I must recognize others among the many colleagues on the faculty and staff who have helped to make my time at UPJ such a delight. I can’t name them all, but I must name a few.
Jerry Samples was a trooper when I told him I needed a sabbatical to take advantage of my Fulbright Scholarship to India. “We’ll deal with the problems,” he said right away. “You go!”
Nancy Brunberg, in the Natural Sciences division, was a constant and efficient friend. Don Gottwald and his team in the print shop were quite simply amazing in the way they consistently met whatever demands I/we made on them. Of course, Dan had the best role model of all in his former boss, Jim Fetchgo. Kevin Grady and his team in the Public Safety Office always responded swiftly and helpfully to my requests for assistance. I’m proverbially absent-minded and often had to call on them to bail me out when I forgot to bring my keys from home or when I locked them inside my office (one of the perks of my move to Education was that my office was right next to Public Safety, but when I worked in E&S someone from Public Safety had to hike down there).
Prior to emigrating from England to America, I taught for 17 years, around the world, in elementary and secondary schools. It was hard work. Children make huge demands on one’s time and energy—if one cares. The same is true, I have found, at the university level. If one cares, it’s hard work; or to put it another way, teaching is hard work when it’s heart work. But what has made my work at UPJ significantly less onerous has been the support that I have had from a devoted team of staff.
I already mentioned Nancy, Dan, and Kevin, but I have to recognize, too, Linda Just, Rick Povich, Sam Gemus, Rob Eckenrod, Bob Knipple, Jim Gyure, Kim Shook, Ralph Miller, Andrea Liebfried and Sharon Wilson, Janet Valine and her team in the Business Office, Jackie Schreier, Tom and Frank Dupnock, John Ziats, Georgine and the other folks in the Bookstore, Marilyn Alberter and her team in the Registrar’s Office (especially Donna Vickroy), Gladys Andrews, Bob Blaschak, Joe Parker, Darrel Bowman, Mike Kemock, Craig Gresko, Sheryl Smigla, Karen Clites, Wanda Ferguson, Linda Erwin, Shirley Richards, Judy Freedman, Pam Sabol, Betsy Goenner, Helen Golubic, Jeff Sernell, Patty Riddle (now retired, but she was directly instrumental in my being invited to join the Education Division), Joan Keirn, Kathy Patterson, Chris Stumpf, Jeanne Susko, and Loretta Zerby.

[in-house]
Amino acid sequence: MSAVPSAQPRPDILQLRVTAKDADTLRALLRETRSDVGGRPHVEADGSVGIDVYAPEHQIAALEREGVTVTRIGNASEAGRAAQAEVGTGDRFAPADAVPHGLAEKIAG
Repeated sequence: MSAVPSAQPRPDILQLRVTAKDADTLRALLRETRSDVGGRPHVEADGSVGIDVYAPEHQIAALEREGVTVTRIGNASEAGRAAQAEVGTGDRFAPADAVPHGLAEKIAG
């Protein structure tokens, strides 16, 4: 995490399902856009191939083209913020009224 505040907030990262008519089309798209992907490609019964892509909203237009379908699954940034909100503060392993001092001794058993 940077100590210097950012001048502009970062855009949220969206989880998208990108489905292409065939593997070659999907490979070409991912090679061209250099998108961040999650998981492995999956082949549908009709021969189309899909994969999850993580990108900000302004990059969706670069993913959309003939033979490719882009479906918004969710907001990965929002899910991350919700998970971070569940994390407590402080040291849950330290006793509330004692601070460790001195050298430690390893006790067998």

I guarantee I missed some special people, so forgive me each of you if I did.
There remain two UPJ constituencies I must thank: the several presidents during whose tenure I have served, and, no less important, my students.
I first met Frank Blackington, 19 year president of UPJ, on the Windber Country Club golf course. This was a few weeks before I was even on the payroll at UPJ. Jake Stiffler, then Director of Housing and Residence Life, had organized one of his thoroughly-enjoyable annual faculty-staff get-togethers--a golf scramble for faculty, staff, and their wives and friends.
I signed up for the tournament and was paired with President Frank Blackington, Finance Officer Jeff Lavine, and Public Safety Director Kevin Grady. The beauty of this foursome for me was that I was immediately given the opportunity to bond with significant administrative personnel at UPJ.